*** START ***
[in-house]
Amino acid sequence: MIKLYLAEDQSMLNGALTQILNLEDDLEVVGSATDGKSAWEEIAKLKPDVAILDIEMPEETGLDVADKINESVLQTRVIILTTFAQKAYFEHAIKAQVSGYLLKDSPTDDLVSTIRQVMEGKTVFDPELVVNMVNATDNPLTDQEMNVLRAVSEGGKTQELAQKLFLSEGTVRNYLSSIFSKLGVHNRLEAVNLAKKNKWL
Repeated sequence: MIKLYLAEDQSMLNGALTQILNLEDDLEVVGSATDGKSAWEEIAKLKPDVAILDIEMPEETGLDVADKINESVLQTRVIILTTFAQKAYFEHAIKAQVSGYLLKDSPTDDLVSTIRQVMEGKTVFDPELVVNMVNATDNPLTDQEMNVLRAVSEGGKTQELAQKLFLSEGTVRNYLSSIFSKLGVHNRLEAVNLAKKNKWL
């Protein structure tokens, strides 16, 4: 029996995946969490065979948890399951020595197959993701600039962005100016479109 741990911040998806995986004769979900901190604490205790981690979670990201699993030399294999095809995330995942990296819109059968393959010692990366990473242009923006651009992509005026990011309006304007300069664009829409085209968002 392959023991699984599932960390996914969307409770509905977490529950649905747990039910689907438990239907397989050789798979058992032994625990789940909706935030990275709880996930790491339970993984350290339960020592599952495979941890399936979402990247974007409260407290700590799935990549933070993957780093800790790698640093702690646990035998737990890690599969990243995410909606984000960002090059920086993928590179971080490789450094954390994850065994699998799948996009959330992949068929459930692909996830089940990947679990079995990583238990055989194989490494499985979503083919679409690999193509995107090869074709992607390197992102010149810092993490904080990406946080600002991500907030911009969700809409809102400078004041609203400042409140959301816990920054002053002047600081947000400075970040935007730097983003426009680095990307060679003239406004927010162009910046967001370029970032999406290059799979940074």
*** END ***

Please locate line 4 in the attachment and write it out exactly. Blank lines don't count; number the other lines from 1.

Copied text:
């Protein structure tokens, strides 16, 4: 029996995946969490065979948890399951020595197959993701600039962005100016479109 741990911040998806995986004769979900901190604490205790981690979670990201699993030399294999095809995330995942990296819109059968393959010692990366990473242009923006651009992509005026990011309006304007300069664009829409085209968002 392959023991699984599932960390996914969307409770509905977490529950649905747990039910689907438990239907397989050789798979058992032994625990789940909706935030990275709880996930790491339970993984350290339960020592599952495979941890399936979402990247974007409260407290700590799935990549933070993957780093800790790698640093702690646990035998737990890690599969990243995410909606984000960002090059920086993928590179971080490789450094954390994850065994699998799948996009959330992949068929459930692909996830089940990947679990079995990583238990055989194989490494499985979503083919679409690999193509995107090869074709992607390197992102010149810092993490904080990406946080600002991500907030911009969700809409809102400078004041609203400042409140959301816990920054002053002047600081947000400075970040935007730097983003426009680095990307060679003239406004927010162009910046967001370029970032999406290059799979940074």